When a dentist warns you to protect your teeth while you swim this summer, you probably assume it means being careful not to slip and fall or hit your mouth on the side of the pool. While dental injuries can certainly happen around wet pool decks, this isn’t the only way that swimming can pose a risk to your dental health. If you have an avid swimmer in your family, whether recreational or athletic, you should be cautious about the effects that chlorinated water can have on their teeth.
Most swimming pools contain chlorine and antimicrobials to kill off bacteria. While this is appreciated for your shared neighborhood pool, these chemicals can be too strong for your teeth to handle if exposed regularly. We all know that drinking pool water is not safe. However, many people (especially kids) have a habit of swimming with their mouth open. This can expose teeth to enamel erosion, stains and “swimmer’s calculus,” which is the build-up of brown deposits of tartar on the teeth surfaces due to extended time in chlorine pools.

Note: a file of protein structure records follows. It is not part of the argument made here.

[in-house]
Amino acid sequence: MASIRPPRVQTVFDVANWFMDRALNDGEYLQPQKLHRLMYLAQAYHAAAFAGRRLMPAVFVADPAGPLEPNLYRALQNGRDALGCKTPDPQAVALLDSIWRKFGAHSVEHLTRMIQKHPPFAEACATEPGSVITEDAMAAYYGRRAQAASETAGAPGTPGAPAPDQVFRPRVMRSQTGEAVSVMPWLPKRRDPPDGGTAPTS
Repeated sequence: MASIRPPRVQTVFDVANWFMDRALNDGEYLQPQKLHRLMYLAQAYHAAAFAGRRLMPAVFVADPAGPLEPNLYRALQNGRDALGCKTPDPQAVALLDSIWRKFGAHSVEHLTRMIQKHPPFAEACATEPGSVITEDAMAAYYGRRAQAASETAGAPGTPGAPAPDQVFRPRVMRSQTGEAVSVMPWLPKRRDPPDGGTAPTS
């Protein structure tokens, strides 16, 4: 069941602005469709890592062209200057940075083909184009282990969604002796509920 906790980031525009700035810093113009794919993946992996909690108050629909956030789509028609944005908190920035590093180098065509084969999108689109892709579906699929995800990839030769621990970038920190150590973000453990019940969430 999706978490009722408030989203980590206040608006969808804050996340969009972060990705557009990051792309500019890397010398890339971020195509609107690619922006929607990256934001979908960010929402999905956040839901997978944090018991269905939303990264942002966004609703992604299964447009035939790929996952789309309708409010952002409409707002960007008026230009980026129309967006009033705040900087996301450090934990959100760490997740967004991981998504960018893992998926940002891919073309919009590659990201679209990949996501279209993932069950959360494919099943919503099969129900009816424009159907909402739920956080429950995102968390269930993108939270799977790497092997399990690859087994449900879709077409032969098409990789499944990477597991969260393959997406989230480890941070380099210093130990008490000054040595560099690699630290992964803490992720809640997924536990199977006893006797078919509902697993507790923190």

A primary concern about pool water and your smile is the pH of the water. Typically, pools should be tested frequently and kept at a pH of 7.2 and 7.8. However, many times pool water reaches a higher acidity. You should know that your saliva registers around a 6.7 pH on average, and anything more acidic can break down vital dental proteins and weaken the outer layer of your teeth. This exposes your teeth to stains, sensitivity and decay!
Don’t worry – you don’t have to keep your kids out of the pool all summer to stay out of the dental office. Just be sure to have a bottled water ready for your child as they towel off, and remind them to swim with their lips closed as much as possible.
For more summer tips for healthy smiles, contact Gilreath Dental Associates in Marietta.
Posted on behalf of Dr. Paul Gilreath IV,